Carved into the nuanced niches of the arrogantly affluent, the Merchant (Kathryn Tkel), the Poet (Michael Dix Thomas), the Painter (Andhy Mendez), and the Jeweler (Sean Fri) fit the bill for aristocratic party goers. Thomas gets an addition nod of praise for his affected southern accent when he transitions from Poet to Lucius. Wearing their airs like designer scarves and handbags, this quartet of performances is a sizzling static that is perpetually buzzing inside Timon’s mentality as well as his physical sightlines. Louis Butelli steps into the mix as Ventidius, the criminal, who is every bit the same as the others only with a gruffer and snarkier exterior when it comes to accepting his lot in life. The only one among them who sets themselves apart is the noble, albeit misguided, Alcibiades (Maboud Ebrahimzadeh.) Finding himself the butt of a political scape-goating, the Shakespearean result of which is nearly always banishment, Ebrahimzadeh takes the character on a transformative journey, which opens up his inner rogue spirits for all to see by the second act.
Dear, sweet Flavius (Antoinette Robinson) is but the voice of reason to Timon, but because she does not flatter and speaks only the truth, her pleas fall to deaf ears. Robinson is reverent in the role and makes her asides most heartily felt. The pivotal moment in her performance comes late in the second act when pleading with Timon for a return to service. She is countered well by Apemantus (Eric Hissom), and although the pair never play a scene directly with one another, they act as the boundaries of rhyme and reason in Timon’s life, even if he refuses to acknowledge them until it is too late. Hissom, whose character often takes to narrating moments of the play not unlike the director’s commentary on the bonus edition of DVD, has wise and insightful texts that allow the audience an unbiased look at the action as it unfolds around Timon. This is done in tandem with slow-motion action from the actors and drastic shifts in Griffin’s lighting plots. Cheeky and somewhat chaotic, Hissom gives a grand series of interactions against Timon directly late in the second act, and departs the stage with an exit most unsettling and haunting.
Baring the weight of the titular role tremendously well upon his sturdy shoulders, Ian Merrill Peakes tackles Timon of Athens superbly. Heightening the neurotic and obsessively-compulsive behavior that Robert Richmond has envisioned for the character, Peakes creates a man who is visually and emotionally intriguing to watch. From the way he shakes and carries himself upright to the meticulous way he hurdles over a certain step on the stairs, there is a fulfilling and deeply satisfying commitment to the neurosis that ticks away inside the psyche of this character. Watching Peakes during the revel wherein Cupid and Dancers arrive is hypnotic as he tries to avoid too much contact. Watching Peakes devolve as the character crashes and burns through the end of the first act and into the remainder of the play is jarring and mind-blowing in the way one cannot look away from a wreckage or natural disaster. There is a textual understanding of his speech that travels as an extension from his voice to his face, making Peakes’ expressions reflect all of the subtextual emotions that Timon experiences over the course of the performance that is equally as striking as the other components of his remarkable portrayal.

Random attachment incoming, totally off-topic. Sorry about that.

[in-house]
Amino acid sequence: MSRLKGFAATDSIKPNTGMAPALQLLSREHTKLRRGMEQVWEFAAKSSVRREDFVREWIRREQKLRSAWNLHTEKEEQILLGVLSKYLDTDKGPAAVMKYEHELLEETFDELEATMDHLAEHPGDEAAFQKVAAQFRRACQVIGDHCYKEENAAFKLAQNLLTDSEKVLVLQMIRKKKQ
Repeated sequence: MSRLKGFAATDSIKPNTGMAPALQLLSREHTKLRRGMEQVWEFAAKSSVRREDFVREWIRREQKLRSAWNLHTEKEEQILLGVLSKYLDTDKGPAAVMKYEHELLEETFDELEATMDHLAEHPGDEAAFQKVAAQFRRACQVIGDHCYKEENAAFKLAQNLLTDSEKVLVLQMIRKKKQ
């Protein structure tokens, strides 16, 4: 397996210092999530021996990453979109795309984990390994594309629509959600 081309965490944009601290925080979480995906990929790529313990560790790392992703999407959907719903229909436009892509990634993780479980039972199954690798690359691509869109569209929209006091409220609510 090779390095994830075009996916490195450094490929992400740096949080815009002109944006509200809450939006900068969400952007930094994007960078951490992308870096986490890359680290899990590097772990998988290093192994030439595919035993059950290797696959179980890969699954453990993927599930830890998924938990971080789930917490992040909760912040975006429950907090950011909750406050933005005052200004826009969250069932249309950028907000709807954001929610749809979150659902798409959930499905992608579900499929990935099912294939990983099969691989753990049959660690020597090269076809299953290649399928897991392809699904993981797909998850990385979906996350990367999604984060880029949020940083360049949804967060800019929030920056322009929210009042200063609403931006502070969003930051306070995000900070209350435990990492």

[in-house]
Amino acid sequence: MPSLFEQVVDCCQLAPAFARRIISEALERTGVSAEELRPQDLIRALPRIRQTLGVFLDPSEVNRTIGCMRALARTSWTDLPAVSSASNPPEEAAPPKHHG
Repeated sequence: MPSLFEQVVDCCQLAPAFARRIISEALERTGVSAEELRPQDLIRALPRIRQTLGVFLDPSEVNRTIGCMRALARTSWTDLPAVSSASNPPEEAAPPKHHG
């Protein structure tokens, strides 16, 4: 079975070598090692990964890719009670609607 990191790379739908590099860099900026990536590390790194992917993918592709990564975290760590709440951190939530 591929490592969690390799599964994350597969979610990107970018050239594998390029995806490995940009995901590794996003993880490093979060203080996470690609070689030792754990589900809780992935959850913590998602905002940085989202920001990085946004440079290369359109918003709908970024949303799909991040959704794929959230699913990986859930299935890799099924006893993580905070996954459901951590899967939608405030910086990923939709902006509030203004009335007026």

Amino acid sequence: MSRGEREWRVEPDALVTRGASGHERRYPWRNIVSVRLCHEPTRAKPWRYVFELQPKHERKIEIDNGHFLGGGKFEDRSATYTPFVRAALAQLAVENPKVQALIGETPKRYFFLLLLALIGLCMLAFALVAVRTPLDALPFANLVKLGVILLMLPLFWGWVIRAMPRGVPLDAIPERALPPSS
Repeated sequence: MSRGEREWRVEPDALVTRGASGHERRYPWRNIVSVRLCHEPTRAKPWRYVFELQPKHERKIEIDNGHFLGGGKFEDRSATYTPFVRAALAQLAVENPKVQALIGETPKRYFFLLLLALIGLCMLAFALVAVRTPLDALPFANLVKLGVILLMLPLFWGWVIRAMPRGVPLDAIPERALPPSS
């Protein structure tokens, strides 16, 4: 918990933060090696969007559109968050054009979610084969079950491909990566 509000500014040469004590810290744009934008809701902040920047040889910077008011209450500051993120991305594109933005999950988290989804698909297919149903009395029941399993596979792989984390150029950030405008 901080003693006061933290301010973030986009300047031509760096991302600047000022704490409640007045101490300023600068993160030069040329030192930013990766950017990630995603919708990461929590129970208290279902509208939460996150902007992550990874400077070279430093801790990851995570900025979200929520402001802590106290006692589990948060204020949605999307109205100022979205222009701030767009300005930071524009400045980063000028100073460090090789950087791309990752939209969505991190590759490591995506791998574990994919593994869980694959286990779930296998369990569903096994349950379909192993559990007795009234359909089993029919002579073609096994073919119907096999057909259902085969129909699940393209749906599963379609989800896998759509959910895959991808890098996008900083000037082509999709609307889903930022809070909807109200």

This unique and non-traditional production is the perfect way to experience Timon of Athens if the show is new to you, and it is a perfect way to revisit the story if you’ve had the fortune of encountering previously.
Running Time: Approximately 2 hours with one intermission
Timon of Athens plays through June 11, 2017 at the Folger Theatre in the Folger Shakespeare Library— 201 E. Capitol Street SE in Washington DC. For tickets call the box office at (202) 544-7077 or purchase them online.